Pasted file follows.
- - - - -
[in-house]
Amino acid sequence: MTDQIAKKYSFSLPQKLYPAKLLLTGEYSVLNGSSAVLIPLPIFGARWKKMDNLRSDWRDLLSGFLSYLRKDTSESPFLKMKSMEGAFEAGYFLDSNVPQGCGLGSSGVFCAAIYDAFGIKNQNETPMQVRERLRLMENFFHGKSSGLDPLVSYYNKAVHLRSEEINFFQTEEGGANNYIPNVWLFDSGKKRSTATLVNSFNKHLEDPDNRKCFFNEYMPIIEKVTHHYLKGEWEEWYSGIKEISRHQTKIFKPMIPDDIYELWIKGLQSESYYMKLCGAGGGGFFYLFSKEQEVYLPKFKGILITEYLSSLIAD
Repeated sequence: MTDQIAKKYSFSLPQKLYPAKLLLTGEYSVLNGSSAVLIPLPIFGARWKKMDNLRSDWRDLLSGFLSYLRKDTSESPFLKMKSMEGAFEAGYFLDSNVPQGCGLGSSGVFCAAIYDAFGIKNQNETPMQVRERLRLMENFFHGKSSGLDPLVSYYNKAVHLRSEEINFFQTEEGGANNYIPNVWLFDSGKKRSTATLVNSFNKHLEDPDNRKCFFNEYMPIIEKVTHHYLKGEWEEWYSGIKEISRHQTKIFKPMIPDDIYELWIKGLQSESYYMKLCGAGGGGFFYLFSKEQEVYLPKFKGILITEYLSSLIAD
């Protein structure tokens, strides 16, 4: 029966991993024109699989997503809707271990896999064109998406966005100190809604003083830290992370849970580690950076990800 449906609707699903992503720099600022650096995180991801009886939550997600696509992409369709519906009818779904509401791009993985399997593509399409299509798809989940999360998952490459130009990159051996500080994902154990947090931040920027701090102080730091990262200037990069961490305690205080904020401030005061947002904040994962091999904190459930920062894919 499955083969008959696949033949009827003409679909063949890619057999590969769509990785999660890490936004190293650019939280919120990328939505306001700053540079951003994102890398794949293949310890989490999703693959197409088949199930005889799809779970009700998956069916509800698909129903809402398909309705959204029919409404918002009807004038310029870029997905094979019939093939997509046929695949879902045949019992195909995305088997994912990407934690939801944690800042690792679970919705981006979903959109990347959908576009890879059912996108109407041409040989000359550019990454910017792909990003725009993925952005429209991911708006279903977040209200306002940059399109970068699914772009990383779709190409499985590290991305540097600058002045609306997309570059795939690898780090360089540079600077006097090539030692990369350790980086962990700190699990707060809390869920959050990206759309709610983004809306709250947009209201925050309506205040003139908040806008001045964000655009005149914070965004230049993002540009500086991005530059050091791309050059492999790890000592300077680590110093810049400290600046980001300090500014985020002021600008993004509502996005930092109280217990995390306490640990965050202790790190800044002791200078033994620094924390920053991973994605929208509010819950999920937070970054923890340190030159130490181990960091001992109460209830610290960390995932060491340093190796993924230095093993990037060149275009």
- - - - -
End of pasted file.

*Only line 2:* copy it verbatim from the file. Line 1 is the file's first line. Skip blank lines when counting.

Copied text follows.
Amino acid sequence: MTDQIAKKYSFSLPQKLYPAKLLLTGEYSVLNGSSAVLIPLPIFGARWKKMDNLRSDWRDLLSGFLSYLRKDTSESPFLKMKSMEGAFEAGYFLDSNVPQGCGLGSSGVFCAAIYDAFGIKNQNETPMQVRERLRLMENFFHGKSSGLDPLVSYYNKAVHLRSEEINFFQTEEGGANNYIPNVWLFDSGKKRSTATLVNSFNKHLEDPDNRKCFFNEYMPIIEKVTHHYLKGEWEEWYSGIKEISRHQTKIFKPMIPDDIYELWIKGLQSESYYMKLCGAGGGGFFYLFSKEQEVYLPKFKGILITEYLSSLIAD